The local and surgical treatments available for osteoarthritis of the knee are described below. However, the information provided in this section can in no way replace a consultation.
Only your doctor is able to prescribe a suitable treatment for your condition, which will effectively relieve your pain.
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Injections may be prescribed for osteoarthritis when the anti-inflammatory drugs and analgesics have failed to relieve a flare-up.
This technique involves injecting an anti-inflammatory cortisone-based product directly into the joint. Cortisone has the advantage of acting on both pain and inflammation. In no case does it damage the cartilage; but some patients on seeing their painful symptoms regress or even disappear push their joint too hard at a time when it is still fragile.
The injection generally gets good results because the majority of the injected product remains in the joint. It acts on the pain and swelling within hours or days.
Its effect is prolonged, lasting from a few days to two months, depending on the case.
Injections are often feared but, in actual fact, they are not really worse than a blood test if your doctor is experienced. However, it is always possible and sometimes useful to use a local anaesthetic beforehand.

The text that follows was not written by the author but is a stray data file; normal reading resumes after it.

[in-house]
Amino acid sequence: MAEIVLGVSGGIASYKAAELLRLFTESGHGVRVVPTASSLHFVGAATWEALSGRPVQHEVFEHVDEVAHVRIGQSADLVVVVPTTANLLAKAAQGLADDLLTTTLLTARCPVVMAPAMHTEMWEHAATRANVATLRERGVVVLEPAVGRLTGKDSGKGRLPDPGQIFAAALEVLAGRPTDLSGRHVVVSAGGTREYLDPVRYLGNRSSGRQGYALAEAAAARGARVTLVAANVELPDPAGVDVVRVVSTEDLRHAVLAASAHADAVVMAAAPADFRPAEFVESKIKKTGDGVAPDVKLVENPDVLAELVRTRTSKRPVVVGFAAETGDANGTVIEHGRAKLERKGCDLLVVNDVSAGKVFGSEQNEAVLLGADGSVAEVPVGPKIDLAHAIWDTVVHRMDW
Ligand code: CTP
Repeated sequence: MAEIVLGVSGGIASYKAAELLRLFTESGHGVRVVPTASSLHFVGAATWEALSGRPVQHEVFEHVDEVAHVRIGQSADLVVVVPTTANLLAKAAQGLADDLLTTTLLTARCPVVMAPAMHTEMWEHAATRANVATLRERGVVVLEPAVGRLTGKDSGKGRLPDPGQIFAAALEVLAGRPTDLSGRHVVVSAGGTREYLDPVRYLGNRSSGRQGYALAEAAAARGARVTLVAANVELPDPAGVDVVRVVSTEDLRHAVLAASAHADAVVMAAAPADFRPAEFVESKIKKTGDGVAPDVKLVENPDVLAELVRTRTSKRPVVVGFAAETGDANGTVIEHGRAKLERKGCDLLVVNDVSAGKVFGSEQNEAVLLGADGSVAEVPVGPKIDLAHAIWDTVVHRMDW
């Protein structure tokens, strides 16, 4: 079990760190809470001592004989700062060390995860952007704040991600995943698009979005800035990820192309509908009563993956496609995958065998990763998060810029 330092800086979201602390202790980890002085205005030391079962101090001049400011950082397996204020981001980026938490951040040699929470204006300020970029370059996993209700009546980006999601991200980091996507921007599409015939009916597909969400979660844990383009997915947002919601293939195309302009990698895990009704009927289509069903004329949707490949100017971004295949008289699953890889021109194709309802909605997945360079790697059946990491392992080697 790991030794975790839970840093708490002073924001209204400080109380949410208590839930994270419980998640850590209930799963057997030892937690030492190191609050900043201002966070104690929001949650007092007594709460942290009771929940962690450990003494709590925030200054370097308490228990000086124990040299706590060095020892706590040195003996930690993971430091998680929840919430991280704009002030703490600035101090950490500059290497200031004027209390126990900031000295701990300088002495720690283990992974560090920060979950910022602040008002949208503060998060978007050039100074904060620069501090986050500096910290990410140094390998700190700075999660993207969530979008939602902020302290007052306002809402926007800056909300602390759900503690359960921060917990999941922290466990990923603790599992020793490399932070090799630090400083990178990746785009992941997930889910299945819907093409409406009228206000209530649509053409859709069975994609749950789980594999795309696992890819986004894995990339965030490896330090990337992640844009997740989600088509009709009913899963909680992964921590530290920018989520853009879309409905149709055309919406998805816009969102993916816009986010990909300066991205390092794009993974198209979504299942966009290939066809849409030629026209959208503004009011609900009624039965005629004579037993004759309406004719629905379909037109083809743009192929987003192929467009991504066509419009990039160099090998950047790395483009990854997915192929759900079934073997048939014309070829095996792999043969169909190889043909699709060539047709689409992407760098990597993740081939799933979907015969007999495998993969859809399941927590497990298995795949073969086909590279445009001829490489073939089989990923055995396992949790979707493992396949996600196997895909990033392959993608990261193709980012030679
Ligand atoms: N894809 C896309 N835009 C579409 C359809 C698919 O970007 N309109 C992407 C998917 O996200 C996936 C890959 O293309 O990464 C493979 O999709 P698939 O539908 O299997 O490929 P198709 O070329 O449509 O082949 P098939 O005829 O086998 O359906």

Go easy on your joints for a few hours after the injection.
Sometimes the pain increases for several hours following the injection. These problems disappear spontaneously within a few hours and are not a contraindication for further injections.
However, for pain that occurs 48 hours after the injection, you should go and see your doctor immediately to rule out the possibility of an infection. Although this risk is very low (1 in 50,000 injections) you need to be particularly vigilant.
There is no need for a special diet: the passage in the blood of cortisone administered locally is far too low to lead to weight gain. However, if you have diabetes, this may cause a temporary imbalance.
It is recommended not to perform more than three injections per year per joint for the simple reason that if the first three did not have a sufficient effect, it is unlikely that the fourth will be more effective.
Keep track in a notebook or your health record of the date, the product used and the effectiveness of the injection.
The principle consists in injecting a viscous substance rich in hyaluronic acid directly into the painful joint. Hyaluronic acid is a component of joint fluid that normally serves to lubricate the cartilage and protect it from shocks. In osteoarthritis, this fluid has the particularity of deteriorating both in quality and quantity: hence, the cartilage of the joint is less lubricated and thus much more vulnerable to friction and shock
By providing hyaluronic acid, viscosupplementation makes it possible to absorb shocks, reduce lesions to the cartilage and thereby restore the mobility of the joint.
Currently this procedure applies only to the knees. The injection of a synthetic hyaluronic fluid is performed like any intra-articular injection with strict aseptic rules and sterile disposable equipment.